Monday, July 28, 2008

Middle-aged fanboy goes wild

I didn’t get in to see the Watchmen panel at Comic-Con in San Diego; the room was full two hours before that event began. Nor did I see the presentation for Frank Miller’s movie adaptation of Eisner’s The Spirit. This kind of heartache often occurs when you press tens of thousands of geeks into a single convention center. However, I did have a great time last week. And quite a few things got my heart pounding. Among them…

* At a panel commemorating the 75th anniversary of Doc Savage, comic book guru and movie producer Michael Uslan announced that a film about Clark Savage, Jr., is definitely in the works.

* Now 59, Lindsay Wagner (the real Bionic Woman) still elevates my pulse.

* I spent ten minutes or so talking with the great Jim Steranko, trying not to blubber like a schoolboy. He told me that Dark Horse plans to re-issue his 1970s graphic noir novel Chandler next year — fantastic news for Steranko junkies.

* In chatting with Blake Bell, author of the terrific new Strange and Stranger: The World of Steve Ditko, I learned that Fantagraphics hopes to start issuing new compilations of Ditko’s otherwise uncollected works by next summer. Bell hosted, back to back, a fascinating panel on Ditko and a screening of a highly entertaining 2007 BBC special, In Search of Steve Ditko.

* Joss Whedon’s new Fox series, Dollhouse, debuts next January. Joss was at Comic-Con with series star Eliza Dushku (Buffy the Vampire Slayer, Tru Calling) and the show looks fantastic.

* Now 58, Erin Gray (Buck Rogers in the 25th Century) still elevates my pulse.

Thursday, July 24, 2008

Gone to San Diego for Comic-Con

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Tuesday, July 22, 2008

2008 Prometheus Awards announced

The Libertarian Futurist Society has released the names of this year’s winners of the Prometheus Awards — two full weeks before their presentation at Denvention 3, the 66th World Science Fiction Convention in Denver (August 6-10).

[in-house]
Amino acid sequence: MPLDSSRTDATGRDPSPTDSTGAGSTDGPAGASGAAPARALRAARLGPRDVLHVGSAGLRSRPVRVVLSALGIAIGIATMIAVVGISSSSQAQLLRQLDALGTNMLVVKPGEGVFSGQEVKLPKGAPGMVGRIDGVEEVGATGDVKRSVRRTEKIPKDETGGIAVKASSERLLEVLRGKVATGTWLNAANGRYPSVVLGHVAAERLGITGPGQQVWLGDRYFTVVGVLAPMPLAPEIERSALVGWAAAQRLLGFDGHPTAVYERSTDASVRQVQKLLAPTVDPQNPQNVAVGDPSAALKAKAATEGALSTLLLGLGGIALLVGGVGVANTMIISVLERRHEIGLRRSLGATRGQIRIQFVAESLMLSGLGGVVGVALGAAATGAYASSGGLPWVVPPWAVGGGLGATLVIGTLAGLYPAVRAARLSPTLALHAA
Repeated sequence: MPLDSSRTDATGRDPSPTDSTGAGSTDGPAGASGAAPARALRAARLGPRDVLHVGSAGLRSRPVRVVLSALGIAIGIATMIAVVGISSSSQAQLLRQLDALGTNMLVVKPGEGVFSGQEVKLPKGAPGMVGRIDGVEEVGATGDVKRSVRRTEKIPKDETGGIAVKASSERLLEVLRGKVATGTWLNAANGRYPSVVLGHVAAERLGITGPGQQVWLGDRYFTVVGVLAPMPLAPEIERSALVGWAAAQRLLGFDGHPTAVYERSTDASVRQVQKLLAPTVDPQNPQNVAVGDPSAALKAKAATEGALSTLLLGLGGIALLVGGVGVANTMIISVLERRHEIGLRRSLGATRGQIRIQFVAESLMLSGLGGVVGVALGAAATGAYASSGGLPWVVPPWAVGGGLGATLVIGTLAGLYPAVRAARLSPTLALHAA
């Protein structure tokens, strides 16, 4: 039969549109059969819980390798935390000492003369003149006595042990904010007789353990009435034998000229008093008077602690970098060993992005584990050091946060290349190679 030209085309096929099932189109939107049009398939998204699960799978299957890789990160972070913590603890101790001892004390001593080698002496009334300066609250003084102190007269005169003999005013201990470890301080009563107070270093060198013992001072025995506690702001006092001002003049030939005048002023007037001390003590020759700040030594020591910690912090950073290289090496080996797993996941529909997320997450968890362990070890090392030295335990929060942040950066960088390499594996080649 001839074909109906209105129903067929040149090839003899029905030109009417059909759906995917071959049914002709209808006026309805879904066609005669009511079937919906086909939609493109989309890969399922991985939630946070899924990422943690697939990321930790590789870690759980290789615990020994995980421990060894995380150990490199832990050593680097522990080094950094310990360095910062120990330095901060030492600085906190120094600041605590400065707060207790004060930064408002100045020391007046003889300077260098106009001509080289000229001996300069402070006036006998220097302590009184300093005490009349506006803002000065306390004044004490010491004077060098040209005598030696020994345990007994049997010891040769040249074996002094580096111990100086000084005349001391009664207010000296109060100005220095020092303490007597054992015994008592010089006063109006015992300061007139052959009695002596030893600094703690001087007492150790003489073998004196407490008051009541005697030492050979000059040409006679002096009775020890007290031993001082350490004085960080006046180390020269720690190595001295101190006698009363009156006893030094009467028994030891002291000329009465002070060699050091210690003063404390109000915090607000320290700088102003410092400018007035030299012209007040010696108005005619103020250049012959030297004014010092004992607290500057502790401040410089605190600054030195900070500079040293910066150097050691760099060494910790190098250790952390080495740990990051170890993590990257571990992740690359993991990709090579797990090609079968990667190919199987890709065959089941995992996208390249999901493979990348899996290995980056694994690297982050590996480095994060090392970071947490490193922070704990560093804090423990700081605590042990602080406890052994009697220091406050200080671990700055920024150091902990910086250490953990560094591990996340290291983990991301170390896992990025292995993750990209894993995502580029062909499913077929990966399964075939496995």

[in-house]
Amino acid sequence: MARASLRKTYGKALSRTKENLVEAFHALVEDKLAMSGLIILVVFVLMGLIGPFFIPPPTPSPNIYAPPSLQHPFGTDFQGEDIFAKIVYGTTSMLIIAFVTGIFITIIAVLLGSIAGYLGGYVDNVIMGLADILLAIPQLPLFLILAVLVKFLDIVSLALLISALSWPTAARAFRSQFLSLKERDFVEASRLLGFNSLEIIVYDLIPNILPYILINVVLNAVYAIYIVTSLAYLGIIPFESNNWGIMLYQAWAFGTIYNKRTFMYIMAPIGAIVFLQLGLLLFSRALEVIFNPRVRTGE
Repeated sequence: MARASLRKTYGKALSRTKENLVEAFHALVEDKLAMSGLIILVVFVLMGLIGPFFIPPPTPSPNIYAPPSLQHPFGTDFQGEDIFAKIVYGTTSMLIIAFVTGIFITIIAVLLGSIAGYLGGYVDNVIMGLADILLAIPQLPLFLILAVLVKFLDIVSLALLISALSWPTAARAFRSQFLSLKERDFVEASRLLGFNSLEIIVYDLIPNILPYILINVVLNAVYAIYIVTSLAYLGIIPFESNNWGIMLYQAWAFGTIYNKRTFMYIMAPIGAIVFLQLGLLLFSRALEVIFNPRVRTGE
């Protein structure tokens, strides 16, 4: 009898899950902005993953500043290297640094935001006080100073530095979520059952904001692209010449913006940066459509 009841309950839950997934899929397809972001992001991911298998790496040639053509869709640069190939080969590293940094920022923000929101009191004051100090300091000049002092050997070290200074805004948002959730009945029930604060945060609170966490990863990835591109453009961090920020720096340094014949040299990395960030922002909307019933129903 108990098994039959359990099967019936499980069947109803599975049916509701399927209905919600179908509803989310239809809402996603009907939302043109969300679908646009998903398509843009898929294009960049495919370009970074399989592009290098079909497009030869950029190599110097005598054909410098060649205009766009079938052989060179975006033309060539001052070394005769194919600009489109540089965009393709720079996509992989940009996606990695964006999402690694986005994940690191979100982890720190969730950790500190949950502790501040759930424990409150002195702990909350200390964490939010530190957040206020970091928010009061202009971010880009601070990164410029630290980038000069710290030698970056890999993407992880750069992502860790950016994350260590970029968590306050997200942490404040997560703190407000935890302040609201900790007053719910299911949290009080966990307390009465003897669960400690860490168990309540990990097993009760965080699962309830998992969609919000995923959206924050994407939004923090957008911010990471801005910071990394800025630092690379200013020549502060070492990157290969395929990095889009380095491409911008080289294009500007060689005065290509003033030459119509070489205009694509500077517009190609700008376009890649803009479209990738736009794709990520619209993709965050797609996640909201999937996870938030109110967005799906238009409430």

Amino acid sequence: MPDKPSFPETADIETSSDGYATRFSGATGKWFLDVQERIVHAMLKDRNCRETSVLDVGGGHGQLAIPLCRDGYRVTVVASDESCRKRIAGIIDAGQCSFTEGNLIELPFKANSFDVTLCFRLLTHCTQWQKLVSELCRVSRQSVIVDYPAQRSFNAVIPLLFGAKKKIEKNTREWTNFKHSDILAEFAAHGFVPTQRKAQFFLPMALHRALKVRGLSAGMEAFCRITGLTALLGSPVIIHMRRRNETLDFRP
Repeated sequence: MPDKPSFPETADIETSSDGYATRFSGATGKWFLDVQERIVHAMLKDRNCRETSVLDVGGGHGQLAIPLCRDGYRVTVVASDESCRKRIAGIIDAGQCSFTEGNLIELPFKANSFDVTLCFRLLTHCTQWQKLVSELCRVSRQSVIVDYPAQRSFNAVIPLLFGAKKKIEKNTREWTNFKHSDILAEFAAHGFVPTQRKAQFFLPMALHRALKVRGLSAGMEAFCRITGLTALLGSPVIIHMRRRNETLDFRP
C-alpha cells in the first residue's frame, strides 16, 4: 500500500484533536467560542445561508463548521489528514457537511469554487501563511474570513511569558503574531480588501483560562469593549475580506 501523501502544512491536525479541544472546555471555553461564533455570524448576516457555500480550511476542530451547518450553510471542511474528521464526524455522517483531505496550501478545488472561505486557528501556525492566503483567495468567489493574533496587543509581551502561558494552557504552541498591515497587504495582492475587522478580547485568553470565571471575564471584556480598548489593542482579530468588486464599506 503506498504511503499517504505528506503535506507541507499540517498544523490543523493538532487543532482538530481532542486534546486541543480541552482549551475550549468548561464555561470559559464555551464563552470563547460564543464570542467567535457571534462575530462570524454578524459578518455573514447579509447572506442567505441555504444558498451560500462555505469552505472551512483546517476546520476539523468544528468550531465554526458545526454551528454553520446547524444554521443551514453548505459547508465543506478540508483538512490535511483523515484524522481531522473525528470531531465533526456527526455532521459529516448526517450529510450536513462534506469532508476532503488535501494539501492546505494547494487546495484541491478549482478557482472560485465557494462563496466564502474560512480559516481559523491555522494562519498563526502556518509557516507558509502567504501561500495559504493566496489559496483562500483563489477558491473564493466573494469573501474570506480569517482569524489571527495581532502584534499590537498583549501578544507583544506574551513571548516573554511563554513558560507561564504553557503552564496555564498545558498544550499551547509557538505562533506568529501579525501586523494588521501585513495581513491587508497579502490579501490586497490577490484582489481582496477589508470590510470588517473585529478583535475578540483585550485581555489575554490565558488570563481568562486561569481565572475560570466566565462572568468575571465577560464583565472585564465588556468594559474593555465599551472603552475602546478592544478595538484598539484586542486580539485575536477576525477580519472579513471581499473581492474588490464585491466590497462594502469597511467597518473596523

The Best Novel award will go to two novels this year, marking the first time in the award’s 29-year history that there was a tie in the voting. Both novels are alternative histories and sequels: Harry Turtledove’s The Gladiator and Jo Walton’s Ha’penny.

A Clockwork Orange, by Anthony Burgess, is winner of the 2008 Hall of Fame award.

The Prometheus Award, says the LFS, "is given each year to sci-fi/fantasy that explores the possibilities of a free future, champions human rights, dramatizes the perennial conflict between individuals and coercive governments, or critiques the tragic consequences of abuse of power."

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Monday, July 21, 2008

We displease a neighbor

Deb and I spotted our neighbor Linda studying our front yard on Saturday.

“You guys have been busy,” she said. She didn’t look overly pleased.

“Yeah, and you should see the back yard,” I said. “It’s even nicer.”

Five weeks ago, we began a systematic demolition and reconstruction of our yards, front and back. We tore out trees, bushes, and hedges, then mulched them up with a wood-chipper. Then we replaced everything with plant life indigenous to the area — drought-resistant, low-maintenance stuff. We added a creek bed in the front yard that will siphon the rainwater from our gutters to the new trees we’ve planted. We created natural pathways through both yards. We placed flagstone in a few areas to create quiet spots for reading, meditation, wine drinking, and (for me) cigar smoking.

I’m sure Linda has no problem with any of that.

I suspect what’s suppressing her enthusiasm for our yards, particularly our front yard, is what’s missing.

What’s missing is lawn. You know, the stuff that every California homeowner is expected to have, the lush expanses of thick green carpet that provide a playground for giggling children and bouncing dogs.

We’ve got none of that now. Oh, we did have lawns, until five weeks ago. But our lawns were seldom green. Instead, they sported gopher holes, brown patches where our dog Cheyenne peed, and badass little mites that darted around your bare ankles during summer.

And we were forever watering the goddamn lawns. “Give them at least 45 minutes of water, every other day,” a friend once advised me. “That’ll keep ’em nice and green.” So I did that, diligently. But dead patches still cropped up, and the water bill skyrocketed. “These lawns need to be properly aerated,” my friend told me then. “If you’ve got some old golf shoes, ones with metal cleats, put those on and walk all over the lawns. They’ll love you for it. And you might want to buy some lawn fertilizer, too.” Screw all that. After ten years — ten friggin’ years — I was done.

So our new yard construction has, from the get-go, been built around a “no lawns” rule. In another week or so, our yards won’t look anything like any other in our neighborhood. While Ed, and Tom, and Jerry, and, yes, Linda either mow their own grass or pay someone to mow it for them, Deb and I will sit meditatively on one of our patios, nursing glasses of merlot.

So what if we don’t fit in with the rest of the neighbors?

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Saturday, July 19, 2008

Overwhelmed by THE DARK KNIGHT